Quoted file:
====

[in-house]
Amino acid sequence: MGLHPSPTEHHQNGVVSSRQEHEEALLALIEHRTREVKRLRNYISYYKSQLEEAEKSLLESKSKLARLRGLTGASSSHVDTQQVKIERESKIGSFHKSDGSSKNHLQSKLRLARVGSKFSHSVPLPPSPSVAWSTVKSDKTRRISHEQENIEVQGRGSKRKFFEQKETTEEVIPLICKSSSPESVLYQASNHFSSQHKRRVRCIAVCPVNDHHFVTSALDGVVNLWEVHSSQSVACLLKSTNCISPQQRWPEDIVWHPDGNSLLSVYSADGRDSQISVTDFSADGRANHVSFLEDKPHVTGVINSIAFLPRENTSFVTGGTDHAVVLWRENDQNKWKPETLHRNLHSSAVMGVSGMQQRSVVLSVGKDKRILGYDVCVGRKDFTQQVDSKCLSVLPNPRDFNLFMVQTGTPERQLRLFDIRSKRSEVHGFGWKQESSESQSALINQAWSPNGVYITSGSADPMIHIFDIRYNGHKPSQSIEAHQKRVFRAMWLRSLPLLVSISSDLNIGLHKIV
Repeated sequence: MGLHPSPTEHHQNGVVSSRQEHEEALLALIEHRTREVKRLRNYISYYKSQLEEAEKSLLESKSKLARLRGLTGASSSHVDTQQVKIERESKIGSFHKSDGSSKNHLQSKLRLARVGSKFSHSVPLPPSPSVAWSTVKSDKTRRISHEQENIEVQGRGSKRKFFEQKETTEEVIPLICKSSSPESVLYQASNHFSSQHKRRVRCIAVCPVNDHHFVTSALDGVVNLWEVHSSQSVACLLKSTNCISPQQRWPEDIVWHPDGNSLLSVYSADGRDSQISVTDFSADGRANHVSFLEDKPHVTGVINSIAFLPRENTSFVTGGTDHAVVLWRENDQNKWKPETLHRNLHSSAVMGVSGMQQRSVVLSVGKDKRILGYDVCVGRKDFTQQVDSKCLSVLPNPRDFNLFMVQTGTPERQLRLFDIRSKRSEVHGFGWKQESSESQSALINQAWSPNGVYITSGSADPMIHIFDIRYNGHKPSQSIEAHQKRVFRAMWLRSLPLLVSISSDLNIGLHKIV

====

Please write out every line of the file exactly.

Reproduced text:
[in-house]
Amino acid sequence: MGLHPSPTEHHQNGVVSSRQEHEEALLALIEHRTREVKRLRNYISYYKSQLEEAEKSLLESKSKLARLRGLTGASSSHVDTQQVKIERESKIGSFHKSDGSSKNHLQSKLRLARVGSKFSHSVPLPPSPSVAWSTVKSDKTRRISHEQENIEVQGRGSKRKFFEQKETTEEVIPLICKSSSPESVLYQASNHFSSQHKRRVRCIAVCPVNDHHFVTSALDGVVNLWEVHSSQSVACLLKSTNCISPQQRWPEDIVWHPDGNSLLSVYSADGRDSQISVTDFSADGRANHVSFLEDKPHVTGVINSIAFLPRENTSFVTGGTDHAVVLWRENDQNKWKPETLHRNLHSSAVMGVSGMQQRSVVLSVGKDKRILGYDVCVGRKDFTQQVDSKCLSVLPNPRDFNLFMVQTGTPERQLRLFDIRSKRSEVHGFGWKQESSESQSALINQAWSPNGVYITSGSADPMIHIFDIRYNGHKPSQSIEAHQKRVFRAMWLRSLPLLVSISSDLNIGLHKIV
Repeated sequence: MGLHPSPTEHHQNGVVSSRQEHEEALLALIEHRTREVKRLRNYISYYKSQLEEAEKSLLESKSKLARLRGLTGASSSHVDTQQVKIERESKIGSFHKSDGSSKNHLQSKLRLARVGSKFSHSVPLPPSPSVAWSTVKSDKTRRISHEQENIEVQGRGSKRKFFEQKETTEEVIPLICKSSSPESVLYQASNHFSSQHKRRVRCIAVCPVNDHHFVTSALDGVVNLWEVHSSQSVACLLKSTNCISPQQRWPEDIVWHPDGNSLLSVYSADGRDSQISVTDFSADGRANHVSFLEDKPHVTGVINSIAFLPRENTSFVTGGTDHAVVLWRENDQNKWKPETLHRNLHSSAVMGVSGMQQRSVVLSVGKDKRILGYDVCVGRKDFTQQVDSKCLSVLPNPRDFNLFMVQTGTPERQLRLFDIRSKRSEVHGFGWKQESSESQSALINQAWSPNGVYITSGSADPMIHIFDIRYNGHKPSQSIEAHQKRVFRAMWLRSLPLLVSISSDLNIGLHKIV